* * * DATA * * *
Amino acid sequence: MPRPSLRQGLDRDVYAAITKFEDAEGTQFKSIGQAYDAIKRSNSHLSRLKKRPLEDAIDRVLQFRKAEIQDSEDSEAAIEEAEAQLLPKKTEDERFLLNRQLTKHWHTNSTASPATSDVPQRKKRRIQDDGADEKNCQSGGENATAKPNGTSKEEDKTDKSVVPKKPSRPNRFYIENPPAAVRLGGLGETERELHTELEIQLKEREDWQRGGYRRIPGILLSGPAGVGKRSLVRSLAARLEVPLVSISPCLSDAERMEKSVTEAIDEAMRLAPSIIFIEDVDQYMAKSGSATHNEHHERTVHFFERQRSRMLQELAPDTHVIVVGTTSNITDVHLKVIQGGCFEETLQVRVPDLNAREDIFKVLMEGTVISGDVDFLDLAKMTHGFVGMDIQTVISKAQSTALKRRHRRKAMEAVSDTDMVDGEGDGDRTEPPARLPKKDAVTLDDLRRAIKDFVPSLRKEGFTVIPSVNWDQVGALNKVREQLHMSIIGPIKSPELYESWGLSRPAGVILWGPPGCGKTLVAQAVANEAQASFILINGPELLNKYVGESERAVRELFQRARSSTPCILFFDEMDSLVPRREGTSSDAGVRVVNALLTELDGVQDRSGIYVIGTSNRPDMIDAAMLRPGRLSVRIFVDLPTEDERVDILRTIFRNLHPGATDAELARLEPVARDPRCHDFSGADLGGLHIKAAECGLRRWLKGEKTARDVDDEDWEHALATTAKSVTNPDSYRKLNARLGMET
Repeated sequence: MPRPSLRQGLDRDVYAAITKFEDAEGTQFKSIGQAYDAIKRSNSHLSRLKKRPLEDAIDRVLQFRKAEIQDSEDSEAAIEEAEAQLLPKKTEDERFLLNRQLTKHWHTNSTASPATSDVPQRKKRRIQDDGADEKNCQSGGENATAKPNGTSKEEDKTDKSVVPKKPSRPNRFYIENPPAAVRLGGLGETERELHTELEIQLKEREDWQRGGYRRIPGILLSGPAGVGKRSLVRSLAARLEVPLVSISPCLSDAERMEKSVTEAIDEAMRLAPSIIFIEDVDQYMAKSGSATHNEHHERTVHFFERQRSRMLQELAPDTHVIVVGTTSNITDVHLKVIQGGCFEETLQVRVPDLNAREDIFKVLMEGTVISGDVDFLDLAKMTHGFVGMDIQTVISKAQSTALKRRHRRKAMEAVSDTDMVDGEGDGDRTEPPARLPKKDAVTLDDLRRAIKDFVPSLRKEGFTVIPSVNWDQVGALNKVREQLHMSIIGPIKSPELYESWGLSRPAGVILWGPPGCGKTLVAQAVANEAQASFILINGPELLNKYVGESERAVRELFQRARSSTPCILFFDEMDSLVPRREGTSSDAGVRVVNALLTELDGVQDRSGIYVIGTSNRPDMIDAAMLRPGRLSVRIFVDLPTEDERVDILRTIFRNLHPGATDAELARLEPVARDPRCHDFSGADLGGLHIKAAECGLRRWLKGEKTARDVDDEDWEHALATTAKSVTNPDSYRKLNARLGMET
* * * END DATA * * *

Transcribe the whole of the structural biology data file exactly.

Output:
Amino acid sequence: MPRPSLRQGLDRDVYAAITKFEDAEGTQFKSIGQAYDAIKRSNSHLSRLKKRPLEDAIDRVLQFRKAEIQDSEDSEAAIEEAEAQLLPKKTEDERFLLNRQLTKHWHTNSTASPATSDVPQRKKRRIQDDGADEKNCQSGGENATAKPNGTSKEEDKTDKSVVPKKPSRPNRFYIENPPAAVRLGGLGETERELHTELEIQLKEREDWQRGGYRRIPGILLSGPAGVGKRSLVRSLAARLEVPLVSISPCLSDAERMEKSVTEAIDEAMRLAPSIIFIEDVDQYMAKSGSATHNEHHERTVHFFERQRSRMLQELAPDTHVIVVGTTSNITDVHLKVIQGGCFEETLQVRVPDLNAREDIFKVLMEGTVISGDVDFLDLAKMTHGFVGMDIQTVISKAQSTALKRRHRRKAMEAVSDTDMVDGEGDGDRTEPPARLPKKDAVTLDDLRRAIKDFVPSLRKEGFTVIPSVNWDQVGALNKVREQLHMSIIGPIKSPELYESWGLSRPAGVILWGPPGCGKTLVAQAVANEAQASFILINGPELLNKYVGESERAVRELFQRARSSTPCILFFDEMDSLVPRREGTSSDAGVRVVNALLTELDGVQDRSGIYVIGTSNRPDMIDAAMLRPGRLSVRIFVDLPTEDERVDILRTIFRNLHPGATDAELARLEPVARDPRCHDFSGADLGGLHIKAAECGLRRWLKGEKTARDVDDEDWEHALATTAKSVTNPDSYRKLNARLGMET
Repeated sequence: MPRPSLRQGLDRDVYAAITKFEDAEGTQFKSIGQAYDAIKRSNSHLSRLKKRPLEDAIDRVLQFRKAEIQDSEDSEAAIEEAEAQLLPKKTEDERFLLNRQLTKHWHTNSTASPATSDVPQRKKRRIQDDGADEKNCQSGGENATAKPNGTSKEEDKTDKSVVPKKPSRPNRFYIENPPAAVRLGGLGETERELHTELEIQLKEREDWQRGGYRRIPGILLSGPAGVGKRSLVRSLAARLEVPLVSISPCLSDAERMEKSVTEAIDEAMRLAPSIIFIEDVDQYMAKSGSATHNEHHERTVHFFERQRSRMLQELAPDTHVIVVGTTSNITDVHLKVIQGGCFEETLQVRVPDLNAREDIFKVLMEGTVISGDVDFLDLAKMTHGFVGMDIQTVISKAQSTALKRRHRRKAMEAVSDTDMVDGEGDGDRTEPPARLPKKDAVTLDDLRRAIKDFVPSLRKEGFTVIPSVNWDQVGALNKVREQLHMSIIGPIKSPELYESWGLSRPAGVILWGPPGCGKTLVAQAVANEAQASFILINGPELLNKYVGESERAVRELFQRARSSTPCILFFDEMDSLVPRREGTSSDAGVRVVNALLTELDGVQDRSGIYVIGTSNRPDMIDAAMLRPGRLSVRIFVDLPTEDERVDILRTIFRNLHPGATDAELARLEPVARDPRCHDFSGADLGGLHIKAAECGLRRWLKGEKTARDVDDEDWEHALATTAKSVTNPDSYRKLNARLGMET